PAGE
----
Last Day in Berlin

Today is my last day in Berlin and so far it has been memorable. At about 9:30, I met up with another person about C2C. He turned out to be an engineer who's going to start his own sustainability brand. The entire conversation took about a half an hour because he had to catch a flight.

One of the questions I asked him was how C2C could be improved. He said that he would like to see C2C become more open source. This was really interesting because I've heard a lot about this topic through my research. For the record, I still don't fully understand what that means. I have a feeling that it means that information would be more transparent. For example, EPEA has the information on what ingredients are C2C. If that list of approved ingredients were to be public knowledge, then the movement would be more open source, but then I don't know how they would make money.

As he was answering this question, he explained to me a couple of problems that they're currently facing. He told me that it takes a long time for companies to figure out what's in their products and I assume this is so because suppliers aren't easily convinced to open up their books. Another problem they encounter is stubbornness. Larger companies tend to be more stubborn in doing things the old way which, of course, is a problem because C2C requires that you redesign substantially.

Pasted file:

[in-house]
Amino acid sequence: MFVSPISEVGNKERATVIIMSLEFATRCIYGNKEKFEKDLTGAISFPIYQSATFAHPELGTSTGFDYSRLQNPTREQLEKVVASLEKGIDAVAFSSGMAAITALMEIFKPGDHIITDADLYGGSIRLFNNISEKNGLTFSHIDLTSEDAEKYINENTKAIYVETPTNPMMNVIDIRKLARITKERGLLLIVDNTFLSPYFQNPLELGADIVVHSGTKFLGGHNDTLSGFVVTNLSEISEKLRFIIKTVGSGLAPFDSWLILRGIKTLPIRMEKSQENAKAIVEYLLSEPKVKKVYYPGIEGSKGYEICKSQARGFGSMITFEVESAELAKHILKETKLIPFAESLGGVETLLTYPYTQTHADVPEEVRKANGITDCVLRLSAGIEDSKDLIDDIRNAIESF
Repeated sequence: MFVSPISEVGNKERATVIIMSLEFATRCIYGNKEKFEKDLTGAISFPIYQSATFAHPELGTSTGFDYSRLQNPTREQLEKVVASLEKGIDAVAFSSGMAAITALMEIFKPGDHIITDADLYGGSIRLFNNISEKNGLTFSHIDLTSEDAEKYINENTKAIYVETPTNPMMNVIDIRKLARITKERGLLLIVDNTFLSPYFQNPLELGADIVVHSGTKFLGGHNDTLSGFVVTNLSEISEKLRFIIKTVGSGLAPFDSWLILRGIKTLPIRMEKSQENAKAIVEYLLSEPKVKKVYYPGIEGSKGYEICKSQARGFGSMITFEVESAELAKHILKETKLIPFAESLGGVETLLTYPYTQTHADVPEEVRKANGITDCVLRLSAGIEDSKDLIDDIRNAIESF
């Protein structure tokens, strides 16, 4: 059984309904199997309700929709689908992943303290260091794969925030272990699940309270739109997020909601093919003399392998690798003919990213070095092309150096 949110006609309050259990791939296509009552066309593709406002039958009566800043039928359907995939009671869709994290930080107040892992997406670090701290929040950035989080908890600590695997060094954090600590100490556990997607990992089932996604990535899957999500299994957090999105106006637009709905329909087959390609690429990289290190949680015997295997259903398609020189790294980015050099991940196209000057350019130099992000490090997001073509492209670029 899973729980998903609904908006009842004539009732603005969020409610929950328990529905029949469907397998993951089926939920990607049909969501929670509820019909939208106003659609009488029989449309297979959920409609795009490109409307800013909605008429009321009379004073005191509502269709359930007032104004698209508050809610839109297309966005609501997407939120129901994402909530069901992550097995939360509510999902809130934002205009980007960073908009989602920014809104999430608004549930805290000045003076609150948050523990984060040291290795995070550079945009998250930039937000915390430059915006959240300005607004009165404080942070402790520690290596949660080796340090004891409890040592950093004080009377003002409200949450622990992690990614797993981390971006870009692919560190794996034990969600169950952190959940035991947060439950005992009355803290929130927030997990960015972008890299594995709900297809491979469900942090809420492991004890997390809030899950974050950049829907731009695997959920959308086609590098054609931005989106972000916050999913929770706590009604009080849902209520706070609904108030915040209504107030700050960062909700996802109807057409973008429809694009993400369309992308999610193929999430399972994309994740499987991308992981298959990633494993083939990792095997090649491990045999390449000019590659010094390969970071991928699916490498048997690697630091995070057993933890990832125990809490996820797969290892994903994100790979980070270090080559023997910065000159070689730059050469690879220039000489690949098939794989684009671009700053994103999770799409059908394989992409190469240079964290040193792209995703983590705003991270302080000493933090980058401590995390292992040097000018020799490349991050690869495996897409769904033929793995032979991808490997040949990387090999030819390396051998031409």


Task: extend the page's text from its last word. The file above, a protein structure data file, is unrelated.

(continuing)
Another question I asked him was the role of politics and how it could assist with the movement. He told me that the government shouldn't use punishments, but rather incentives and I assume he was referring to the policy towards companies. This makes sense and seems practical enough. I think an easy step that a government could take to contribute is to purchase C2C products.

In short, the experience was very enlightening and I'm happy to have met another person in the C2C movement. I couldn't have asked for a better last day in Berlin.

Visualizing Logic

I have recently realized my tendency to visualize my logic. It is a bit difficult to explain what I visualize because it appears differently every time. Sometimes my logic appears to me as blobs and sometimes it appears to me as common objects that I can find in my vicinity.

These visualizations are also interactive. I imagine myself moving the blobs around in a way that parallels my logic and I tend to use my hands to express these movements. From a third person perspective, I might seem like quite an odd individual when speaking.